Allen’s Highlights from ATD 2015
As a newcomer to the training industry, going to the 2015 Association for Talent Development (ATD) Conference and Expo was a fun look into a world I’m still getting to know. Luckily, in an industry that’s undergoing some major disruption, I wasn’t the only one learning new things.
This year most of the information seemed to center around how new technologies and a better understanding of neuroscience could help trainers get better employee engagement. Some of the most popular sessions looked at social learning, leveraging video and other rich media, neuroscience of learning and employee engagement. Ultimately what everyone was looking for was how to get results and change behavior.
“In developing talent, you give people the capability to change their lives.”
– Tony Bingham, ATD president and CEO
Importance of Innovation
General session speakers Andrea Jung and Sugata Mitra both emphasized the importance of innovation and honesty throughout lifelong learning. Mitra’s stories of young children in India and England self-directing their education on topics as wide-ranging as programming and genetics should inspire us to take a new look at the way we communicate and educate employees.
Jung also mentioned the importance of upending traditional management roles. She said, “Influence is very, very different from power. Power is easier. Influence is a differentiator between managing and leading.” By demonstrating integrity and communicating well, you create a more social equitable learning experience where the learners are part of the solution, rather than feeling like they are being forced into something.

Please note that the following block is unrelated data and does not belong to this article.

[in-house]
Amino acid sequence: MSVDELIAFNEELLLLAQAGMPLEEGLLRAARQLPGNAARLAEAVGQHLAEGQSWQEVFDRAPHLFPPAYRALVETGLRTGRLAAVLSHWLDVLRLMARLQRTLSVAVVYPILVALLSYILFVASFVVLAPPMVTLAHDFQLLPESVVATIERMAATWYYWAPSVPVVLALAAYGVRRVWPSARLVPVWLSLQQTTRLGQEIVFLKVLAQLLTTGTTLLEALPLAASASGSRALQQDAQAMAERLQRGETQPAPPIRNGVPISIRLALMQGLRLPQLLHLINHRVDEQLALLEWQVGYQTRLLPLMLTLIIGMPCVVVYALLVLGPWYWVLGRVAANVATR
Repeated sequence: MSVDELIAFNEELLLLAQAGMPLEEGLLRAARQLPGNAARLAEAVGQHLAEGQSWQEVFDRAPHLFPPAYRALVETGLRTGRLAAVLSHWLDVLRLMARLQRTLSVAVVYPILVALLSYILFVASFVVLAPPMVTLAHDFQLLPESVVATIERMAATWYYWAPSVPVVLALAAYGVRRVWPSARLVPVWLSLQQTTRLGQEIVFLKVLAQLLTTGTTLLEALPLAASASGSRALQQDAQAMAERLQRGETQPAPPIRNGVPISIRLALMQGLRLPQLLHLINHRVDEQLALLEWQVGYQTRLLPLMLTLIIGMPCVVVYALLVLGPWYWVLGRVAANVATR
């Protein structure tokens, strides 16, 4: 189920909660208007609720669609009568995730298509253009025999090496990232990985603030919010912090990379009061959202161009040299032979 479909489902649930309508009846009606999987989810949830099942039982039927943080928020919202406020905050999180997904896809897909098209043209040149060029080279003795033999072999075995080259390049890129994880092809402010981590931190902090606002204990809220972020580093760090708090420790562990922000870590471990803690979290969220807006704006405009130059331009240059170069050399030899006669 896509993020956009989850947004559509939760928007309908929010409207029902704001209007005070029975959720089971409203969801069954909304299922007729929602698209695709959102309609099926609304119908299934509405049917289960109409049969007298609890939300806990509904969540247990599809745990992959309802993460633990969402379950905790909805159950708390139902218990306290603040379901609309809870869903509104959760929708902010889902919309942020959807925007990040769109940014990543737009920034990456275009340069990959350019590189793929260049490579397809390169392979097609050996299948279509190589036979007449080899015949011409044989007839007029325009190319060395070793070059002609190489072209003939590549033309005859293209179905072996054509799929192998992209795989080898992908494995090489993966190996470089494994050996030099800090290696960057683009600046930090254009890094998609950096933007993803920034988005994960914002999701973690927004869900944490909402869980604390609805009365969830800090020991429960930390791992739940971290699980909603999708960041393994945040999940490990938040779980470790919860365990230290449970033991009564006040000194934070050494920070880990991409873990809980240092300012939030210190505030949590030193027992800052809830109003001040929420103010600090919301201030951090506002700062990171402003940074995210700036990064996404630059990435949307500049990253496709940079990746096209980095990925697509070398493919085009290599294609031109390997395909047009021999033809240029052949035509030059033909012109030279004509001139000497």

Social learning was a big hit both as a topic at the conference, and as a practice. More than 2,800 of the 9,600 people at the conference sent 10,500 tweets about #ATD2015. Social technology had filtered through the conference from people live tweeting sessions to social games at several of the exhibitor booths and social interaction encouraged by some of the presenters.
But talk on changing how we approach learning was not limited to social media. Kellye Whitney, associate editorial director for Human Capital Media, said, “ATD 2015 was all about disruption. It seemed to run through all facets of the conference, from the keynotes to the sessions to the conversations in the hallways. Embracing change—big and small, in technology and in approach—and figuring out how to use it to enhance learning was the idea du jour.”
One of those changes to embrace was a bigger focus on employee engagement and how to achieve it. Many people have discussed how to get the outcomes they want from learning and development, and engagement is the word of the day. In her session on employee engagement, Britt Andreatta, director of L&D at lynda.com and senior learning consultant at LinkedIn, talked about the costs of disengaged employees and how to improve engagement. Giving feedback, recognizing efforts, reducing stress and overwork and increasing confidence in senior leaders are all key to helping improve engagement in your organization.
“ATD 2015 was all about disruption. It seemed to run through all facets of the conference, from the keynotes to the sessions to the conversations in the hallways. Embracing change—big and small, in technology and in approach—and figuring out how to use it to enhance learning was the idea du jour.”
– Kellye Whitney, associate editorial director for Human Capital Media
It’s time for the training industry to rethink the traditional ways to do things. As Whitney said, it’s time to embrace changes in technology and approach. Doing so will help us reach learners and improve engagement across our organizations.
What changes are you making to create better training?